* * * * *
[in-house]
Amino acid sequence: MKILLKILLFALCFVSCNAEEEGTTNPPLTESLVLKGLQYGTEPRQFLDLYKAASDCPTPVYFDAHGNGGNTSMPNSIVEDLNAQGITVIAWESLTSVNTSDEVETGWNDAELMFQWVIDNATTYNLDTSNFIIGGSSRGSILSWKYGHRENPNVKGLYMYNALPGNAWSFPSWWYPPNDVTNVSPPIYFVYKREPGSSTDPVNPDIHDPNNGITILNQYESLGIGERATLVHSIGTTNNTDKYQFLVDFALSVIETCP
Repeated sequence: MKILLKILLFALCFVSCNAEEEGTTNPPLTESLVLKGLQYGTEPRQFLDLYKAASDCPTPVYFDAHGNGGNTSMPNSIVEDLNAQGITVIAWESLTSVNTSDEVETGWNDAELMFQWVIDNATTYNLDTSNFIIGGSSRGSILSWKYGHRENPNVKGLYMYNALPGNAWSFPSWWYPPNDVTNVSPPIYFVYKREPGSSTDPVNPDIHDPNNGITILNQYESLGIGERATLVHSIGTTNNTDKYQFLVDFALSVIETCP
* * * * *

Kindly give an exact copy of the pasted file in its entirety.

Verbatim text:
[in-house]
Amino acid sequence: MKILLKILLFALCFVSCNAEEEGTTNPPLTESLVLKGLQYGTEPRQFLDLYKAASDCPTPVYFDAHGNGGNTSMPNSIVEDLNAQGITVIAWESLTSVNTSDEVETGWNDAELMFQWVIDNATTYNLDTSNFIIGGSSRGSILSWKYGHRENPNVKGLYMYNALPGNAWSFPSWWYPPNDVTNVSPPIYFVYKREPGSSTDPVNPDIHDPNNGITILNQYESLGIGERATLVHSIGTTNNTDKYQFLVDFALSVIETCP
Repeated sequence: MKILLKILLFALCFVSCNAEEEGTTNPPLTESLVLKGLQYGTEPRQFLDLYKAASDCPTPVYFDAHGNGGNTSMPNSIVEDLNAQGITVIAWESLTSVNTSDEVETGWNDAELMFQWVIDNATTYNLDTSNFIIGGSSRGSILSWKYGHRENPNVKGLYMYNALPGNAWSFPSWWYPPNDVTNVSPPIYFVYKREPGSSTDPVNPDIHDPNNGITILNQYESLGIGERATLVHSIGTTNNTDKYQFLVDFALSVIETCP